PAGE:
Soon after the Restoration (1660) the meetings of nonconformists were continually disturbed and preachers were fined or imprisoned. One instance of these persecutions will, perhaps, be more impressive than any general statements. In the records of the Broadmead Baptist Church, Bristol, we find this remark: "On the 29th of November 1685 our pastor, Brother Fownes, died in Gloucester jail, having been kept there for two years and about nine months a prisoner, unjustly and maliciously, for the testimony of Jesus and preaching the gospel. He was a man of great learning, of a sound judgment, an able preacher, having great knowledge in divinity, law, physic, etc.; a bold and patient sufferer for the Lord Jesus and the gospel he preached."
With the Revolution of 1688, and the passing of the Act of Toleration in 1689, the history of the persecution of Baptists, as well as of other Protestant dissenters, ends. The removal of the remaining disabilities such as those imposed by the Test and Corporation Acts repealed in 1828, has no special bearing on Baptists more than on other nonconformists. The ministers of the "three denominations of dissenters," - Presbyterians, Independents and Baptists, - resident in London and the neighbourhood, had the privilege accorded to them of presenting on proper occasions an address to the sovereign in state, a privilege which they still enjoy under the name of "the General Body of Protestant Dissenting Ministers of the three Denominations." The "General Body" was not organized until 1727.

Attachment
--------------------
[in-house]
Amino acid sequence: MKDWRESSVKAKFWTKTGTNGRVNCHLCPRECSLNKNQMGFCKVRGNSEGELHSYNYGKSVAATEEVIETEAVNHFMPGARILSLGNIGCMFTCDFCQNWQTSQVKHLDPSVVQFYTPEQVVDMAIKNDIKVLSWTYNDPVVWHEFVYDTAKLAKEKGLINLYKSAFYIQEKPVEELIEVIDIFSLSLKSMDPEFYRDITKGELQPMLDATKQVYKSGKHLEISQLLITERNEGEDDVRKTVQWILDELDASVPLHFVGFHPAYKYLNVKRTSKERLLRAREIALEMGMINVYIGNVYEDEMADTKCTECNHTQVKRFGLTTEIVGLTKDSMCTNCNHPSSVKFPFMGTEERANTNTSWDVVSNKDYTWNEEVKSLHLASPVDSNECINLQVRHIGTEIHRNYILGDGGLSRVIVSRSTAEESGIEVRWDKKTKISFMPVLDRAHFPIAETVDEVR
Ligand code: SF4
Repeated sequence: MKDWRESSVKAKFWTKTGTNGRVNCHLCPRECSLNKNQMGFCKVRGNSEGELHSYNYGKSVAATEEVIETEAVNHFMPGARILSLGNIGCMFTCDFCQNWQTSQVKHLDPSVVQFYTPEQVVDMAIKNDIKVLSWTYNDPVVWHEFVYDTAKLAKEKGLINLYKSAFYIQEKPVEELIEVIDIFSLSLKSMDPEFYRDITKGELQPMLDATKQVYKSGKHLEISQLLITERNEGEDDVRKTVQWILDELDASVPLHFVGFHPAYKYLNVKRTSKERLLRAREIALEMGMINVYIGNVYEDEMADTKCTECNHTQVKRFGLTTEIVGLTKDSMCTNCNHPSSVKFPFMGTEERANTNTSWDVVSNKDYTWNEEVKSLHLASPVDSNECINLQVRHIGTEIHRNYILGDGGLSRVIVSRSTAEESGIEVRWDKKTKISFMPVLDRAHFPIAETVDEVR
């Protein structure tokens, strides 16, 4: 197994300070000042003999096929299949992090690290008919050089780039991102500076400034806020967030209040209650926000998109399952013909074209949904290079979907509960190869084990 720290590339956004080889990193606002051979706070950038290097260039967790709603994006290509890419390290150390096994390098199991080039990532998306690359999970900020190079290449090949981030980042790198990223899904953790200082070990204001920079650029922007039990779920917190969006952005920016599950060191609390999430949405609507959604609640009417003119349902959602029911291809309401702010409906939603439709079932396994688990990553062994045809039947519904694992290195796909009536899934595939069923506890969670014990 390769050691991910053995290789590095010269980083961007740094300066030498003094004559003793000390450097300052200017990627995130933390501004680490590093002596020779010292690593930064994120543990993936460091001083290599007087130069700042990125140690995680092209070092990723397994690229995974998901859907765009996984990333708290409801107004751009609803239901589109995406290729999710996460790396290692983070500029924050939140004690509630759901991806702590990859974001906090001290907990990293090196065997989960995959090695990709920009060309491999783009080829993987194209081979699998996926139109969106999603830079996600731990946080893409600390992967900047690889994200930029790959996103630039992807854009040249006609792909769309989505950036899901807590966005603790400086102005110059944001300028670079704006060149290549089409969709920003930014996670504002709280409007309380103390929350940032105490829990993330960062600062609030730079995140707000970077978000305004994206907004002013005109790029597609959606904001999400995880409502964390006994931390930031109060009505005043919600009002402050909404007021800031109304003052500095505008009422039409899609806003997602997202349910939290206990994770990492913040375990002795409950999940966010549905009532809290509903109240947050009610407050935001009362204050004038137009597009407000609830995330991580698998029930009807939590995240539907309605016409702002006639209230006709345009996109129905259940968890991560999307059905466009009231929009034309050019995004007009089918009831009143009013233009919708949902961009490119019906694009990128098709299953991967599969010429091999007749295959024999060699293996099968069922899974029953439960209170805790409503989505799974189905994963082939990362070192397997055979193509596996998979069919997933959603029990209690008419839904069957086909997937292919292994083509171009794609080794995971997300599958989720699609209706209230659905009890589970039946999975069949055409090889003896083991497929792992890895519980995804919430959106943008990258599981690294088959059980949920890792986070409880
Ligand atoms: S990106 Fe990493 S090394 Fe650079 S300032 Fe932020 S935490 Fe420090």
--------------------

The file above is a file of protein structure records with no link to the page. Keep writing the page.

The Baptists, having had a double origin, continued for many years in two sections - those who in accordance with Arminian views held the doctrine of "General Redemption," and those who, agreeing with the Calvinistic theory, held the doctrine of "Particular Redemption"; and hence they were known respectively as General Baptists and Particular Baptists. In the 18th century many of the General Baptists gradually adopted the Arian, or, perhaps, the Socinian theory; whilst, on the other hand, the Calvinism of the Particular Baptists in many of the churches became more rigid, and approached or actually became Antinomianism. In 1770 the orthodox portion of the General Baptists, mainly under the influence of Dan Taylor (b. 1738), formed themselves into a separate association, under the name of the General Baptist New Connection, since which time the "Old Connection" has gradually merged into the Unitarian denomination. By the beginning of the 19th century the New Connection numbered 40 churches and 3400 members.